Blue Badges allow disabled people to park nearer to services that they want to use. Blue Badge holders can park in places that other people can’t and sometimes get free or discounted parking.
From the 30th August 2019, the Blue Badge scheme has been extended to include people with ‘hidden disabilities’, such as people who are autistic, have a learning disability, dementia or a mental illness. Find out more from Disability Rights UK. The amendment regulations set out the new rules.
The new criteria includes people who:
- cannot undertake a journey without there being a risk of serious harm to their health and safety, or that of any other person
- cannot undertake a journey without it causing them considerable psychological distress
- have very considerable difficulty when walking (both the physical act and experience of walking)
In England, some people, who are aged 2 or over will automatically qualify for a badge (but will still need to apply). These include:
- people who get disability living allowance (DLA) high rate mobility
- people who have scored 8 points or more in the ‘moving around’ activity within the mobility component of personal independence payment (PIP)
- people who are registered blind
- people who get war pensioners’ mobility supplement
- people who have received a lump sum payment from the Armed Forces Compensation scheme (within tariff levels 1-8)
- special rules apply if you have a child under the age of 3. You can get a blue badge if your child has a specific medical condition which means they; must always be accompanied by bulky medical equipment which cannot be carried around with the child without great difficulty and/ or they need to be kept near a motor vehicle at all times so that they can, if necessary, be treated in the vehicle or quickly driven to a place where they can be treated.
- Entitlement to the Blue badge is now extended to those who score 10 points under the “planning and following journey’s” activity on the grounds that they cannot undertake any journey because it would cause them overwhelming psychological distress.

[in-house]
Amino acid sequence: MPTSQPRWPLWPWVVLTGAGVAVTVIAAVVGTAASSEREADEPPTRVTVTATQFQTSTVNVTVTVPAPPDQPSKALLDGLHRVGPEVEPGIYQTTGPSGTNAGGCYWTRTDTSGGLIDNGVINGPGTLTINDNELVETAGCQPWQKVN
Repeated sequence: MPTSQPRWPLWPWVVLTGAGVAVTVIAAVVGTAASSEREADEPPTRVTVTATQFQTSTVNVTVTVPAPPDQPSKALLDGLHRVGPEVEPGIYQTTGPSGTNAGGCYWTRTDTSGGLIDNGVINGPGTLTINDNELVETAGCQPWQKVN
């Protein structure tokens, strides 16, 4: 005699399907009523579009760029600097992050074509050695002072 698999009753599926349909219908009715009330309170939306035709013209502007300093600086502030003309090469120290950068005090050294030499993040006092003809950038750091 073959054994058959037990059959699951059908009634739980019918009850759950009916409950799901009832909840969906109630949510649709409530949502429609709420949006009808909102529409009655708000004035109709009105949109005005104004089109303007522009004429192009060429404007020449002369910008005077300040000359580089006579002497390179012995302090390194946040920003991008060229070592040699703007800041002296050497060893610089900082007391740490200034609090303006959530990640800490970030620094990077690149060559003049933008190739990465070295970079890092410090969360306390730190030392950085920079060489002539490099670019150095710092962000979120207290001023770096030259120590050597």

Other people will need to apply on discretionary grounds through the ‘assessed route’. This means that, the case will be decided on an individual basis. The guidance states that people may qualify if they have a permanent and substantial disability which means they are unable to walk or they have very considerable difficulty in walking.
The assessor will take into consideration how far someone can walk, and how they are affected by walking, amongst other things. The bar is set quite high so not all people with mobility issues will get a badge. However it’s always worth looking into and thinking about making an application.
People who drive regularly, and have a severe disability in both arms and are unable to operate (or have considerable difficulty operating) all or some types of parking meter may also qualify. This would be decided on a discretionary basis so each case would be looked at individually.
The Department of Transport has produced detailed guidance about Blue Badges for local authorities which has some useful information.
You can apply for a blue badge in Bristol on the council website.
You can apply for a blue badge in South Gloucestershire on the council website.
Make sure you complete the form with plenty of detail and read the guidance that goes with the form. If the person you care for has letters and reports from the GP, consultant or other professionals it would help to send them in with the application. Letters stating problems with walking and mobility will all help. There is no guarantee that the council will contact anyone the person you care for sees.
As a carer you could send in a letter describing the difficulties you encounter when out with the person that you care for. Things you might want to consider include:
- if you cannot park near where you need to go the effect this has on you and the cared for person
- how you have to support the person when you are out e.g. do you have to offer physical support?
- do you have to push them in a wheelchair?
- do you have to watch them in case they wander or have little road sense?
One of the things they will particularly look at is the distance that someone can walk. It’s important not to guess the distance and not to overestimate. Think about the distance someone can walk without pain, exhaustion, or breathlessness. If someone can walk a certain distance but suffers afterwards, it is questionable whether they really can do this. Think about how far they can walk before suffering after effects or symptoms at the time as this may be a better indication of the distance they can walk.
The person you care for may be asked to attend an independent assessment if they have applied on discretionary grounds. Their walking ability would then be assessed to establish whether they will meet the criteria for a badge. Feedback we receive suggests that these assessments are not happening in all cases and that sending in information to support the application really helps.
If your local authority does not issue a blue badge, there is no formal right of appeal. However it is worth writing to request that the decision is reconsidered. You may be able to send in more information at this stage.